In a confidential message to Washington last Tuesday, Syrian President Hafez Assad proposed the artful diplomatic formulation that ultimately resolved the conflict between the hijackers' demands for release of Israeli prisoners and the Reagan administration's refusal to make concessions to terrorists, U.S. and diplomatic sources said.
The Assad message, which followed a flurry of exchanges between Washington and Damascus in the previous day or two, carefully avoided asking for a formal commitment that Israel would release the 735 Lebanese Shiite and other Arab prisoners it held in return for freeing the 39 American hostages held in Beirut.
Instead, these sources said, Assad offered to take the problem of "linkage" on his own shoulders. He stated his willingness both to accept custody of the Americans and then release them, and to give the hijackers a guarantee of his own that Israel would release its Lebanese prisoners.
"He informed us what he would do and simply asked, 'Is this okay?' " said an administration official.
Within a few hours -- after what one source said was a telephone conversation between Secretary of State George P. Shultz and Israeli Prime Minister Shimon Peres -- the United States informed Assad in guarded language that there was no objection in Washington to the course he proposed to take.
As a result of this tacit arrangement, Assad could go forward to accept and then release the American hostages last Sunday with a well-founded understanding that Israel would then release its Lebanese prisoners. At the same time, the United States and Israel decided they could credibly insist that "no deals, no concessions" were made to the hijackers or Lebanese Shiite leader Nabih Berri, who took over responsibility for the Americans in the early days after the hijacking.
The timing of the message from Assad casts a new light on the White House announcement late Tuesday that Reagan was prepared to take retaliatory steps including military action if diplomacy did not succeed in freeing the hostages within several days.
One explanation given by official sources for the decision to threaten retaliation on the same day that Assad was offering a diplomatic solution is domestic politics. The threatening White House statement was intended as a response to rising public and political demands that Reagan "do something" in response to the hijacking and hostage-taking, according to some sources.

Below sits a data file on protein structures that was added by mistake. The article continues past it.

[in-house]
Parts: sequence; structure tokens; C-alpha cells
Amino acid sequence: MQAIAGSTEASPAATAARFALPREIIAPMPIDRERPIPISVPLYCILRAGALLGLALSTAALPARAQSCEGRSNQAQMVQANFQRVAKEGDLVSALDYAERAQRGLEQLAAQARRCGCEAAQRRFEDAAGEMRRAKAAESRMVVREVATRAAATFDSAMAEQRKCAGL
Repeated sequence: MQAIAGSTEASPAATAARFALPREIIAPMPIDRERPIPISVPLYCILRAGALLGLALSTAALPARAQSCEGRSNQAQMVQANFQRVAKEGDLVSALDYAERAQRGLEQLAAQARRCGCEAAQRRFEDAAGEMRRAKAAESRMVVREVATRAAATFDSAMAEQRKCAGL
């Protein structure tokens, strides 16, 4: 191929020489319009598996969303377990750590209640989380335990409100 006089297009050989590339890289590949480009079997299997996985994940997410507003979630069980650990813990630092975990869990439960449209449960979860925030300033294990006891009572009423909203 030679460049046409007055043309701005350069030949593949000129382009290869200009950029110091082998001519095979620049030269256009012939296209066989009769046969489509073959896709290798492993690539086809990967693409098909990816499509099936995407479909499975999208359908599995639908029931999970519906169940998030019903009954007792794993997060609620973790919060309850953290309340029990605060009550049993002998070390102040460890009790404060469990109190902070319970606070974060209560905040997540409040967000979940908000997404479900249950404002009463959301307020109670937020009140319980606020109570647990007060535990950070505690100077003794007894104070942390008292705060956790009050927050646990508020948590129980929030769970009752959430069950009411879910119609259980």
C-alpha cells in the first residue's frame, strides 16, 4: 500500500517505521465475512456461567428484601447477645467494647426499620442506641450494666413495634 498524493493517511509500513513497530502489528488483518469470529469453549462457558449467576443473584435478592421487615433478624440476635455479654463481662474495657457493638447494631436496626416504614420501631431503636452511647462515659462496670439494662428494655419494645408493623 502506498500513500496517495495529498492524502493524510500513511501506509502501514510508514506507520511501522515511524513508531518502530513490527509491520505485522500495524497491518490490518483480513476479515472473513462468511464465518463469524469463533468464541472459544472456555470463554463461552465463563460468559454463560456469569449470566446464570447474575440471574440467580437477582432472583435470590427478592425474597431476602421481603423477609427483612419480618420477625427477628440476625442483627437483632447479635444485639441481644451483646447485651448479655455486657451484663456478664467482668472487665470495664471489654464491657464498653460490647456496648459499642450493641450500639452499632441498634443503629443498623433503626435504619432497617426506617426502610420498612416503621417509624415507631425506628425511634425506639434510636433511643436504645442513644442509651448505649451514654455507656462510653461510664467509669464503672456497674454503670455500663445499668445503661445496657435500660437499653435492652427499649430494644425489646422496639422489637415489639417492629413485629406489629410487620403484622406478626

Another explanation is that despite Assad's adroitly worded offer, administration officials did not know on Tuesday whether he would be able or willing to follow through. In fact, according to one informed source, nothing authoritative was heard from Assad about his proposal from Tuesday until last Friday evening, when word came that the hostages would be sent to Syria and released within hours of their arrival.
Still another explanation of Reagan's threats of reprisals last Tuesday, most explicitly the threat to close Beirut airport and cut off Lebanese ports through a naval blockade, is that they were intended to increase the pressure on Lebanese Shiite leader Berri to accede to release of the Americans. This explanation was offered by a senior White House official in a meeting with reporters as the hostages were being released Sunday afternoon.
In his speech to the nation Sunday night, Reagan said that "Syria has had a central responsibility" for the release of the Americans. About the same time, Reagan sent a message of thanks to Assad as the 39 Americans flew out of Syrian airspace aboard a U.S. Air Force plane on the first leg of their journey home.
Aides to Assad expressed displeasure Monday with what they described as a lack of U.S. gratitude for Syria's role in freeing the Americans. The White House disclosed yesterday that Reagan spoke by telephone with Assad for about 15 minutes Monday thanking him and also asking that he now use his apparently considerable influence in Lebanon to win release of seven other Americans held hostage there. It was not clear whether the call was made before or after Syrian officials complained of a lack of American gratitude.
Reagan previously appealed in confidential messages for Assad's help in freeing the seven kidnaping victims, who are believed held by several different Moslem extremist groups in more than one location. The Syrian president reportedly committed himself to do everything he can.
U.S. sources said they believe Syrian forces have been able to identify sites where the kidnaping victims are or have been held. But they said the Syrians concluded that to free them without their captors' consent would require military action that could result in injury or death for the Americans.
Some administration officials said they believe that Iranian authorities, who have a close relationship with the most militant Shiite groups, used their influence late last week to persuade the extremist Hezbollah, or Party of God, to submit to Assad's authority and release four TWA hijacking hostages the group was holding.
"We think the Iranians did help," said a U.S. source. This belief has given rise to hope that the same thing might be arranged in the case of the kidnaping victims. But this is only a hope.
The captors of the seven Americans are believed to be associated with the radical Hezbollah group, which held some of the TWA hostages and which created an 11th-hour obstacle by refusing to let them go. Some reports said Hezbollah leaders cited Reagan's tough speech in Chicago Heights last Friday, as the hostage release was falling into place at Assad's direction, as justification for their refusal.
White House sources said Reagan's remarks had actually been drafted two days earlier, and were generated by a concern that the hijackers might think the TWA hostages had become "more valuable" because Reagan was meeting with their Illinois-based family members. At the time Reagan spoke, his aides were unaware that a breakthrough was imminent.